Chromosomal rearrangements (e.g., fusions/fissions) have the potential to drive speciation. However, their accumulation in a population is generally viewed as unlikely, because chromosomal heterozygosity should lead to meiotic problems and aneuploid gametes. Canonical meiosis involves segregation of homologous chromosomes in meiosis I and sister chromatid segregation during meiosis II. In organisms with holocentric chromosomes, which are characterized by kinetic activity distributed along almost the entire chromosome length, this order may be inverted depending on their metaphase I orientation. Here we analyzed the evolutionary role of this intrinsic versatility of holocentric chromosomes, which is not available to monocentric ones, by studying F1 to F4 hybrids between two chromosomal races of the Wood White butterfly (Leptidea sinapis), separated by at least 24 chromosomal fusions/fissions. We found that these chromosomal rearrangements resulted in multiple meiotic multivalents, and, contrary to the theoretical prediction, the hybrids displayed relatively high reproductive fitness (42% of that of the control lines) and regular behavior of meiotic chromosomes. In the hybrids, we also discovered inverted meiosis, in which the first and critical stage of chromosome number reduction was replaced by the less risky stage of sister chromatid separation. We hypothesize that the ability to invert the order of the main meiotic events facilitates proper chromosome segregation and hence rescues fertility and viability in chromosomal hybrids, potentially promoting dynamic karyotype evolution and chromosomal speciation.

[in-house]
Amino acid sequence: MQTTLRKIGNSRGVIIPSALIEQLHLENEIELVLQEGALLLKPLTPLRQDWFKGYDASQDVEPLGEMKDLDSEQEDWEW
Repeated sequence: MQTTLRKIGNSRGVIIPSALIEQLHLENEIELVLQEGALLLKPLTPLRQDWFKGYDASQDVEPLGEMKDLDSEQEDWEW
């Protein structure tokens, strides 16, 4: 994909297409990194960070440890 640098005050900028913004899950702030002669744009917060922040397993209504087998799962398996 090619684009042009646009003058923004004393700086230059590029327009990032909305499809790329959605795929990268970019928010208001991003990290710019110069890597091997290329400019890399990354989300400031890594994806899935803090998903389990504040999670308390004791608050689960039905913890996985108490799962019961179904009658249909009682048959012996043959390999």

Keywords: chromosomal evolution; chromosomal rearrangement; hybridization; inverted meiosis; speciation.